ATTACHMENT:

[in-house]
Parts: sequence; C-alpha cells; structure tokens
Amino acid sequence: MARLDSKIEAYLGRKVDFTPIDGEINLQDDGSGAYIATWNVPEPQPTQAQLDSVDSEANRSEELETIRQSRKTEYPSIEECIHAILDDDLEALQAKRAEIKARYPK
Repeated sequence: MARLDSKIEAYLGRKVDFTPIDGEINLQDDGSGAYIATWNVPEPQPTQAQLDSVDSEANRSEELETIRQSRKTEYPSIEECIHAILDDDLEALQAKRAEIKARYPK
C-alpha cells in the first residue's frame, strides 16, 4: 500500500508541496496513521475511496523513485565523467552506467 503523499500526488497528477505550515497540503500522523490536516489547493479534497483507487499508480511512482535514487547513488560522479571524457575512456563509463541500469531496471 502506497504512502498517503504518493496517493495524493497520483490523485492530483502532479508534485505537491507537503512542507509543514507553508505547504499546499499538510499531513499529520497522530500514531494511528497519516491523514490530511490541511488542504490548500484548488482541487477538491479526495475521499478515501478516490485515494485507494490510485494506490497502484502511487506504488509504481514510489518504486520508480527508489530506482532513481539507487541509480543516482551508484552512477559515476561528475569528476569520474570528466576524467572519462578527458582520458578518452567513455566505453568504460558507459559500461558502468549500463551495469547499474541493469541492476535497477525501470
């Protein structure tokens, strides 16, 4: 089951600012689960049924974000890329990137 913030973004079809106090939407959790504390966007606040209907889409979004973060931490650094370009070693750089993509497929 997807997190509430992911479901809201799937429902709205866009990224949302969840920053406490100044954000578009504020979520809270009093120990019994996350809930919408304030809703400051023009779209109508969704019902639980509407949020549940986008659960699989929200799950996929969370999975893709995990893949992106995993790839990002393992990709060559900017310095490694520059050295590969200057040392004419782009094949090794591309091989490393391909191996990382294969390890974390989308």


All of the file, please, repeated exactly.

[in-house]
Parts: sequence; C-alpha cells; structure tokens
Amino acid sequence: MARLDSKIEAYLGRKVDFTPIDGEINLQDDGSGAYIATWNVPEPQPTQAQLDSVDSEANRSEELETIRQSRKTEYPSIEECIHAILDDDLEALQAKRAEIKARYPK
Repeated sequence: MARLDSKIEAYLGRKVDFTPIDGEINLQDDGSGAYIATWNVPEPQPTQAQLDSVDSEANRSEELETIRQSRKTEYPSIEECIHAILDDDLEALQAKRAEIKARYPK
C-alpha cells in the first residue's frame, strides 16, 4: 500500500508541496496513521475511496523513485565523467552506467 503523499500526488497528477505550515497540503500522523490536516489547493479534497483507487499508480511512482535514487547513488560522479571524457575512456563509463541500469531496471 502506497504512502498517503504518493496517493495524493497520483490523485492530483502532479508534485505537491507537503512542507509543514507553508505547504499546499499538510499531513499529520497522530500514531494511528497519516491523514490530511490541511488542504490548500484548488482541487477538491479526495475521499478515501478516490485515494485507494490510485494506490497502484502511487506504488509504481514510489518504486520508480527508489530506482532513481539507487541509480543516482551508484552512477559515476561528475569528476569520474570528466576524467572519462578527458582520458578518452567513455566505453568504460558507459559500461558502468549500463551495469547499474541493469541492476535497477525501470
């Protein structure tokens, strides 16, 4: 089951600012689960049924974000890329990137 913030973004079809106090939407959790504390966007606040209907889409979004973060931490650094370009070693750089993509497929 997807997190509430992911479901809201799937429902709205866009990224949302969840920053406490100044954000578009504020979520809270009093120990019994996350809930919408304030809703400051023009779209109508969704019902639980509407949020549940986008659960699989929200799950996929969370999975893709995990893949992106995993790839990002393992990709060559900017310095490694520059050295590969200057040392004419782009094949090794591309091989490393391909191996990382294969390890974390989308």